Friday, June 29, 2012

Scotland - Highlands and the Islands

The Captain and I went to Scotland recently to research the smidge of Scottish pedigree in his family.  We knew we wanted to drive through the Highlands, visit some of the islands and gardens, and of course, see castles!  Clans and Castles is a great travel service that takes your ideas and turns them into an intinerary, complete with lodging and ferry reservations.  They planned out a great route for us - wait till you see some of the places we stayed!

We were surprised by the weather; I packed sweaters, raincoats and umbrellas and we had to buy sunscreen there!  The weather was bright, sunny and very warm.  The locals asked us to stay longer and come back often as we seemed to be a good-luck weather charm.

These stone arched bridges are everwhere and so beautiful.  They are made without any mortar and still in use - and for loads lots heavier that the horses and carts for which they were designed.  See the bright sunny day - no drizzle, no fog, nothing but bright sun.

One of the best things about traveling is the chance to learn that what you thought you knew about a country might not be quite the whole story.  Take Scottish food - what comes to mind?  Greasy, heavy, bland and made from animal parts best not mentioned?  Wrong!  We had great fresh local food , or as the natives call the local food movement "food that's accounted for".  Salmon -fresh, smoked and oh- so- tasty, "squat" lobsters - lobsters so tiny the tail was about as big as a malted milk ball, salads with micro -greens - definitely not what we expected.  And of course, whiskey!  Whiskey in porridge - now there's a treat - enough cream and sugar and even I can enjoy whiskey. 

We did indulge in fish and chips, but whimped out of having "brown sauce" on the fries!  Notice the dainty little "chip fork! 

The food was better than expected - the roads - MUCH worse!  First there's the whole driving on the left side of the road, which means going counter-clockwise around a rotary ("round about") - and there are LOTS of round-abouts!  Then there's the actual road problem, as in not enough !  Two way traffic on 3/4 of a lane!  Add in sheep wandering all over, speeding locals, and drop-offs that end in the water and you beging to see the problem.  The Captain did all of the driving and I did all of the announcing in a voice between panic and hysteria - "car coming"!  "you're too close to the edge"  "SHEEP", "Car!  CAR !!  "CAR"!!  He actually did fine - no crashes, no scrapping, just lots of hyperventilating on my part.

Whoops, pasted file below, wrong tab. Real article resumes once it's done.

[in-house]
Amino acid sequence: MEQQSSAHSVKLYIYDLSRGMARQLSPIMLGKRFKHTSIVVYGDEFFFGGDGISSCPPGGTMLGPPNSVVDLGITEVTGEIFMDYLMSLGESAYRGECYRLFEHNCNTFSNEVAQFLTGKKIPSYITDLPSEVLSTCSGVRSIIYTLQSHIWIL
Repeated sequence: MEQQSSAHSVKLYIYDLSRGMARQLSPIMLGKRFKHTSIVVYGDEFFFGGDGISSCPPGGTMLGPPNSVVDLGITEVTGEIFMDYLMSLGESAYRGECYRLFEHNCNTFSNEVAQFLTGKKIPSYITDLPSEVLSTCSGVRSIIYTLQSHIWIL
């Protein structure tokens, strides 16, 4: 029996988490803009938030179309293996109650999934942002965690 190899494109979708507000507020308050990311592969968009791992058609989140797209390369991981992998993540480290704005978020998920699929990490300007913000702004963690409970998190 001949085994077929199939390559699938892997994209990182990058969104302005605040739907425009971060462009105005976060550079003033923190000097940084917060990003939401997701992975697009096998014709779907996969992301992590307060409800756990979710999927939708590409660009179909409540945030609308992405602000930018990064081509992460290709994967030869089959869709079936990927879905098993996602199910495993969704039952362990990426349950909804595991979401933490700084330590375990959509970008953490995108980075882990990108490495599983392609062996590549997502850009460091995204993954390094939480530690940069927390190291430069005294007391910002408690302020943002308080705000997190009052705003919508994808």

Two way traffic on this narrow path road, blind corner, drop off to the loch = terror!

Lots of signs - the one on the bottom right trying to remind tourists to do what doesn't come naturally!

The best of these crazy roads - sheep, lots of cute sheep!

More coming - did I hear you groan??


  1. Your photos show the terrain to be both stark and magical - as I suppose I imagine the Scottish highlands to be. But the whole driving / sheep experience sounds both funny and harrowing!

    I wouldn't have thought of the good (local) food. I would have assumed less than delish fare, I admit.

    Your pictures (and narration) gave me quite a smile. (Ouch.)

  2. It looks wonderful, I need to get up north more often and out of the grimy city. You know, I have never had porridge with whisky and I love here, do you mix it in? I think it could work!

    1. Tabitha- Oh, it works! Stir in cream, sugar and whiskey and let the yumminess begin! I must admit to not being a fan of whiskey, but with enough sugar and cream, I could be a convert! We stayed at the Kilcamb lodge in Strontian, and in addition to the whiskey-amended porridge, they served a lovely frozen whiskey parfait at dinner, continuing the cream, sugar whiskey love.


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